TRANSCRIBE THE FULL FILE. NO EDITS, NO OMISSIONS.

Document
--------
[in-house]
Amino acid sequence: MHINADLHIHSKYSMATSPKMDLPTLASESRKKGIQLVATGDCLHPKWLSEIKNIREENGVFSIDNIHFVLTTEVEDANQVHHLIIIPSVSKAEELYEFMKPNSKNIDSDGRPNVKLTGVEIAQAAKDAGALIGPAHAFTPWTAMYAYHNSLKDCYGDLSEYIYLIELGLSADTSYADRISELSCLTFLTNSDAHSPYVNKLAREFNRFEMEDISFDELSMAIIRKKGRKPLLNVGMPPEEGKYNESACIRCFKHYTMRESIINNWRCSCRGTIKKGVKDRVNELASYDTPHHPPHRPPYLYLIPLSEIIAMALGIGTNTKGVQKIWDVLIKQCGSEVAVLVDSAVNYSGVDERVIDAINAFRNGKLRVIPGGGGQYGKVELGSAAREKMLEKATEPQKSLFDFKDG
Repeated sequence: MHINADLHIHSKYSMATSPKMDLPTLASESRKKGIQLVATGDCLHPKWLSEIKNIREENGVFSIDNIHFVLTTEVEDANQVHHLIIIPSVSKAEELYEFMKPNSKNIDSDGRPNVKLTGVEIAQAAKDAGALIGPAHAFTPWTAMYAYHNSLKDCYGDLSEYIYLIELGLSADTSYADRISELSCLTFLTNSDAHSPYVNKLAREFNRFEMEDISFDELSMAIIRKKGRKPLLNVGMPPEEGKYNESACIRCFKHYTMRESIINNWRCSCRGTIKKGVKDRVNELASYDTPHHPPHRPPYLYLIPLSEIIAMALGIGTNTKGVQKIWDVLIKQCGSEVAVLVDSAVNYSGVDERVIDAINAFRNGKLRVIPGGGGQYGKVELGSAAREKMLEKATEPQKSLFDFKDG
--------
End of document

[in-house]
Amino acid sequence: MHINADLHIHSKYSMATSPKMDLPTLASESRKKGIQLVATGDCLHPKWLSEIKNIREENGVFSIDNIHFVLTTEVEDANQVHHLIIIPSVSKAEELYEFMKPNSKNIDSDGRPNVKLTGVEIAQAAKDAGALIGPAHAFTPWTAMYAYHNSLKDCYGDLSEYIYLIELGLSADTSYADRISELSCLTFLTNSDAHSPYVNKLAREFNRFEMEDISFDELSMAIIRKKGRKPLLNVGMPPEEGKYNESACIRCFKHYTMRESIINNWRCSCRGTIKKGVKDRVNELASYDTPHHPPHRPPYLYLIPLSEIIAMALGIGTNTKGVQKIWDVLIKQCGSEVAVLVDSAVNYSGVDERVIDAINAFRNGKLRVIPGGGGQYGKVELGSAAREKMLEKATEPQKSLFDFKDG
Repeated sequence: MHINADLHIHSKYSMATSPKMDLPTLASESRKKGIQLVATGDCLHPKWLSEIKNIREENGVFSIDNIHFVLTTEVEDANQVHHLIIIPSVSKAEELYEFMKPNSKNIDSDGRPNVKLTGVEIAQAAKDAGALIGPAHAFTPWTAMYAYHNSLKDCYGDLSEYIYLIELGLSADTSYADRISELSCLTFLTNSDAHSPYVNKLAREFNRFEMEDISFDELSMAIIRKKGRKPLLNVGMPPEEGKYNESACIRCFKHYTMRESIINNWRCSCRGTIKKGVKDRVNELASYDTPHHPPHRPPYLYLIPLSEIIAMALGIGTNTKGVQKIWDVLIKQCGSEVAVLVDSAVNYSGVDERVIDAINAFRNGKLRVIPGGGGQYGKVELGSAAREKMLEKATEPQKSLFDFKDG